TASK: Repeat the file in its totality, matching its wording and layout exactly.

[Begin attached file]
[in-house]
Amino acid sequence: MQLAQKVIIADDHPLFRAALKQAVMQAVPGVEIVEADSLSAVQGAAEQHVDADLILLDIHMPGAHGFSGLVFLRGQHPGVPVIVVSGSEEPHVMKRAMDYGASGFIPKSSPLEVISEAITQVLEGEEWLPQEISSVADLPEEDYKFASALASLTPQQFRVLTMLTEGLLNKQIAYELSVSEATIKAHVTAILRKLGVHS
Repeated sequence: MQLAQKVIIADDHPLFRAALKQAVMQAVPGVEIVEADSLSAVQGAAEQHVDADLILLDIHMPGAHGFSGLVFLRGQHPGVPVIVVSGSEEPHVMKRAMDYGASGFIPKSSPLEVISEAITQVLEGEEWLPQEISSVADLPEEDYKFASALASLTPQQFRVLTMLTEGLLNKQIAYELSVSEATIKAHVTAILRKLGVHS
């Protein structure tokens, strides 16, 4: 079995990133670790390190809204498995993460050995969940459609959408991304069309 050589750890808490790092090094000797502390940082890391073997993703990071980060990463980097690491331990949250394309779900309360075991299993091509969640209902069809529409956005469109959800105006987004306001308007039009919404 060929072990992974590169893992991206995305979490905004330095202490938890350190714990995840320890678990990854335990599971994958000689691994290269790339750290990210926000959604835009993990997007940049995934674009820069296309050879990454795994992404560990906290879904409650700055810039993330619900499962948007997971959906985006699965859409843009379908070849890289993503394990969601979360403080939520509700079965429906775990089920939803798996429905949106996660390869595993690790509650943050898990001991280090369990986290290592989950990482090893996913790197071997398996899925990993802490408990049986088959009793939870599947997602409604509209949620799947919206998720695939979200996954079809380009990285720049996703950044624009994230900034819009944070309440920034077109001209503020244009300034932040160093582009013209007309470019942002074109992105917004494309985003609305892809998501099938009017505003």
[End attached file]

[in-house]
Amino acid sequence: MQLAQKVIIADDHPLFRAALKQAVMQAVPGVEIVEADSLSAVQGAAEQHVDADLILLDIHMPGAHGFSGLVFLRGQHPGVPVIVVSGSEEPHVMKRAMDYGASGFIPKSSPLEVISEAITQVLEGEEWLPQEISSVADLPEEDYKFASALASLTPQQFRVLTMLTEGLLNKQIAYELSVSEATIKAHVTAILRKLGVHS
Repeated sequence: MQLAQKVIIADDHPLFRAALKQAVMQAVPGVEIVEADSLSAVQGAAEQHVDADLILLDIHMPGAHGFSGLVFLRGQHPGVPVIVVSGSEEPHVMKRAMDYGASGFIPKSSPLEVISEAITQVLEGEEWLPQEISSVADLPEEDYKFASALASLTPQQFRVLTMLTEGLLNKQIAYELSVSEATIKAHVTAILRKLGVHS
């Protein structure tokens, strides 16, 4: 079995990133670790390190809204498995993460050995969940459609959408991304069309 050589750890808490790092090094000797502390940082890391073997993703990071980060990463980097690491331990949250394309779900309360075991299993091509969640209902069809529409956005469109959800105006987004306001308007039009919404 060929072990992974590169893992991206995305979490905004330095202490938890350190714990995840320890678990990854335990599971994958000689691994290269790339750290990210926000959604835009993990997007940049995934674009820069296309050879990454795994992404560990906290879904409650700055810039993330619900499962948007997971959906985006699965859409843009379908070849890289993503394990969601979360403080939520509700079965429906775990089920939803798996429905949106996660390869595993690790509650943050898990001991280090369990986290290592989950990482090893996913790197071997398996899925990993802490408990049986088959009793939870599947997602409604509209949620799947919206998720695939979200996954079809380009990285720049996703950044624009994230900034819009944070309440920034077109001209503020244009300034932040160093582009013209007309470019942002074109992105917004494309985003609305892809998501099938009017505003």